07/18/2013 05:23 pm ET Updated Sep 17, 2013

The Zimmerman Verdict -- We're All Guilty

When the Zimmerman "not guilty" verdict came in, I had a flash back to another (in)famous "Not guilty" verdict.

Shortly after the "not guilty" verdict came out in the O.J. Simpson criminal trial, I was a guest interview on a number of radio talk shows, since I had been an advisor to the prosecution in that trial. However within two days I had a different response to the verdict than the rest of the prosecution team or for that matter most white people I know.

My initial reaction was similar to most members of the prosecution and many of the white people I knew in feeling outrage at the verdict, that the case was stacked against getting a fair trial and that the other side including black supporters were gloating and euphoric over their unjust victory.

However a couple days later I realized something. I said to one of my black friends named Ike, "It's been a couple days and the 'not guilty' verdict and feeling the deck was stacked against us is still making me sick. Then I realized that you have probably felt that the deck was stacked against you."

"Add racial profiling and various other indignities to that," Ike replied.

"How long have you felt that way?" I asked.

"It's never been any different," Ike said.

"That's so horrendous, why didn't you tell me it was so bad?" I asked.

"Because, YOU DIDN'T WANT TO KNOW," Ike said, delivering his verdict on me.

"Guilty as charged," I said with deep embarrassment.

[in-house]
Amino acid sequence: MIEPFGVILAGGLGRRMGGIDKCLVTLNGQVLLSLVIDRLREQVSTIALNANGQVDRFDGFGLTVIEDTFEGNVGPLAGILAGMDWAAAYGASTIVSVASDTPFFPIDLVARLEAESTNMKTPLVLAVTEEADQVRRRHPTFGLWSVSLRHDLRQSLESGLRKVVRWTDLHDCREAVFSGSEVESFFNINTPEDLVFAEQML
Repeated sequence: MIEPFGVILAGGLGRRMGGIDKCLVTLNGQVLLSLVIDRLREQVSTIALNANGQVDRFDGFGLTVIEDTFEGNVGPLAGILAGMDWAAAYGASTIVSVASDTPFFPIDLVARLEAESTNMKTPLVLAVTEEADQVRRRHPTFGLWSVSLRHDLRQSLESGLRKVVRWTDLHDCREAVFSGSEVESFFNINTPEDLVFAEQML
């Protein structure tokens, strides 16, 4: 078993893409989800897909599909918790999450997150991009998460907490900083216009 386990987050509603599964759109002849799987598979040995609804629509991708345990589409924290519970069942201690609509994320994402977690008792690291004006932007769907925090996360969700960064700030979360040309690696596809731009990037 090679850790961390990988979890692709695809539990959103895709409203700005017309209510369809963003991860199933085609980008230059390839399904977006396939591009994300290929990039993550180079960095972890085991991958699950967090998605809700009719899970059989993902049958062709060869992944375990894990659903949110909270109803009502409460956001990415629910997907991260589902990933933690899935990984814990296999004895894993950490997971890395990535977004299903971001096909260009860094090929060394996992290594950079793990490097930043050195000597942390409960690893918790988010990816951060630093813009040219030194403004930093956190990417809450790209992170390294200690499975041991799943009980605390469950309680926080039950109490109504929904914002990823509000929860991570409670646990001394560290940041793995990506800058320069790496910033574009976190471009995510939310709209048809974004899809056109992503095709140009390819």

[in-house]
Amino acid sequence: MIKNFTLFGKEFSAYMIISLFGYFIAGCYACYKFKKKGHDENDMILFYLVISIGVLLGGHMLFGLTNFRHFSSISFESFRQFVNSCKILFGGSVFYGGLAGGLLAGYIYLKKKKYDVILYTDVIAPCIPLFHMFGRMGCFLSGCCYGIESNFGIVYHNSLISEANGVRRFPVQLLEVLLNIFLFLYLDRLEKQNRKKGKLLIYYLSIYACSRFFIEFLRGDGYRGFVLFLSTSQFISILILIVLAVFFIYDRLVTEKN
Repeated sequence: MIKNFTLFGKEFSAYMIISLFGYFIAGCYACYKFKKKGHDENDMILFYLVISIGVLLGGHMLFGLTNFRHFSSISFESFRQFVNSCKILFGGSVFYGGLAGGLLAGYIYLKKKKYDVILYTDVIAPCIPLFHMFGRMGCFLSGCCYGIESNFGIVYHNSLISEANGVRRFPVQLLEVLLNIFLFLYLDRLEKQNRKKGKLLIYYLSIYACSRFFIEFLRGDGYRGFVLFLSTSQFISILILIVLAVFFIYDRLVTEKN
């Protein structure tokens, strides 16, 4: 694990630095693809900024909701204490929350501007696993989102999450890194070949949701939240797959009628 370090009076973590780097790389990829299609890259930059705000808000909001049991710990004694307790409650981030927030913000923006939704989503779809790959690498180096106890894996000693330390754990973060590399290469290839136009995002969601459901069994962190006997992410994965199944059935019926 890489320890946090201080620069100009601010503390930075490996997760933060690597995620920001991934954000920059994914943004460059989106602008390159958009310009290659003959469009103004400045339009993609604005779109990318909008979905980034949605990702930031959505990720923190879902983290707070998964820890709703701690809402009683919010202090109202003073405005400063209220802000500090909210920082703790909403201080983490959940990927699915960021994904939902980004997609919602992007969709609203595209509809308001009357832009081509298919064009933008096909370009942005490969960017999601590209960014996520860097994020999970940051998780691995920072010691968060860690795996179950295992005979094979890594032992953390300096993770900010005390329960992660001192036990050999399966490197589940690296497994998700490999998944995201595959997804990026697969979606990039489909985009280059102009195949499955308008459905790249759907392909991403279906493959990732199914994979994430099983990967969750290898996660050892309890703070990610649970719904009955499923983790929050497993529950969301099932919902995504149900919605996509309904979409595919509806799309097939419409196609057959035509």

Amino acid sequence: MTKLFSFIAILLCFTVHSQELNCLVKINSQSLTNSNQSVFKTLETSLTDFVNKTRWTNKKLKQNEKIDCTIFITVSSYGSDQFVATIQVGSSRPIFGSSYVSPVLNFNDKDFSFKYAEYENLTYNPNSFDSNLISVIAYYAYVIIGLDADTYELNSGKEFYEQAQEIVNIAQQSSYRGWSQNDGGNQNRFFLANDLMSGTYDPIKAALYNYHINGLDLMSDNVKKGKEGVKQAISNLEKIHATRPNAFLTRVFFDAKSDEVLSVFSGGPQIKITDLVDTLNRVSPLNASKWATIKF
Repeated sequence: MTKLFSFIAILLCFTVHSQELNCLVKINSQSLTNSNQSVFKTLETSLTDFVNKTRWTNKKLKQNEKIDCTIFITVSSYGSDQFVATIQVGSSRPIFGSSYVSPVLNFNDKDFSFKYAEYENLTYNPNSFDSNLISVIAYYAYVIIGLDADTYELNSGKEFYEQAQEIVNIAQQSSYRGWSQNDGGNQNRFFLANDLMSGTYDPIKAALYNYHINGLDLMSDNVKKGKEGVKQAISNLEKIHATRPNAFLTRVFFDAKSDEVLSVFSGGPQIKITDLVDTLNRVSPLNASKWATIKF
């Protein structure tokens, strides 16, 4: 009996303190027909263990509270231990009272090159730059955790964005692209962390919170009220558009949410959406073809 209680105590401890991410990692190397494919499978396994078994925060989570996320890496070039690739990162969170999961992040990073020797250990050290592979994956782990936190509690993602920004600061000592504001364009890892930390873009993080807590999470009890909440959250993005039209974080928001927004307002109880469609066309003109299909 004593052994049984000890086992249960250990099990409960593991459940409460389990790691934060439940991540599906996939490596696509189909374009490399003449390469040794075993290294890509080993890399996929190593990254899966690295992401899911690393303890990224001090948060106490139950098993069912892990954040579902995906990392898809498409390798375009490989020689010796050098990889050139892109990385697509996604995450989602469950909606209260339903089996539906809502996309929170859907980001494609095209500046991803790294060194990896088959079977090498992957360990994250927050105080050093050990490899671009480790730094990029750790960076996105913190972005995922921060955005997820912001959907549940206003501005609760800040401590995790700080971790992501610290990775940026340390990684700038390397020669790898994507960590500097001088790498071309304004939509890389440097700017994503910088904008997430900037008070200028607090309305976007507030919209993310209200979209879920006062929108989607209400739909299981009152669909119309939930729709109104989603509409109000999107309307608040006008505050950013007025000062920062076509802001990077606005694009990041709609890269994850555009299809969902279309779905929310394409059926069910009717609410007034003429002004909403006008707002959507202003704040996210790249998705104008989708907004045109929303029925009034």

What does this have to do with the Zimmerman verdict, the reactions afterwards and what those reactions really need from all of us, black or white or otherwise to move past them and grow from them?

Clearly the black community has trouble in getting the white community to get what it feels or to give a darn about what it feels. That was the same in reverse with the O.J. criminal trial, where the white community couldn't get the black community to car about its cries of "unfairness" and "unjust verdict." In both cases the reality is that according to the laws and evidence and jury decisions, both verdicts were "just," but a just verdict does not always a fair verdict make. But that doesn't matter.

What matters is that nearly all people have felt unfairly judged (a.k.a. negatively profiled) for something in their lives they didn't do or that was out of their control. Nearly everyone has felt judged (even by themselves) for being stupid, ugly, goofy, clumsy, awkward, boring, melodramatic, etc. and/or for not being smart enough, pretty enough, athletic enough, cool enough, rich enough. hard-working enough, etc.

The majority of such people that have felt unfairly judged have gotten past the "slings and arrows" of the world around them, but never gotten completely over it. So underneath what may appear to be a surface equanimity and calmness is a festering wound inside that hasn't healed and that may be easily provoked into a fulminating sore by anything resembling being unfairly judged.

The challenge now is how to get others to understand and care about how you feel and then to take that into consideration in ways they interact with you afterwards. After my conversation with Ike described above, I have never since taken for granted what it must be like for someone else to be profiled, have something stacked against them and to have the oppressors gloat disdainfully.

What happened to me is that prior to the O.J. criminal trial, I couldn't truly understand Ike's deeply painful and angering feelings (although I could claim to intellectually understand them). But when I felt his feelings when they applied to me in the immediate aftermath of the O.J. verdict, the empathy I finally and deeply felt and the attunement I felt with his inner long-standing angst made it impossible to feel anger towards him.

Neuropsychologically you cannot feel accurate empathy -- which is a sensory experience -- towards someone and anger -- which is a motoric impulse -- at them at the same moment.

In essence, when you walk in another person's shoes, you can't step on their toes.

The time has come for all of us to take long walks in each other's shoes and in how they feel about the world, about us and about how they feel we feel towards them.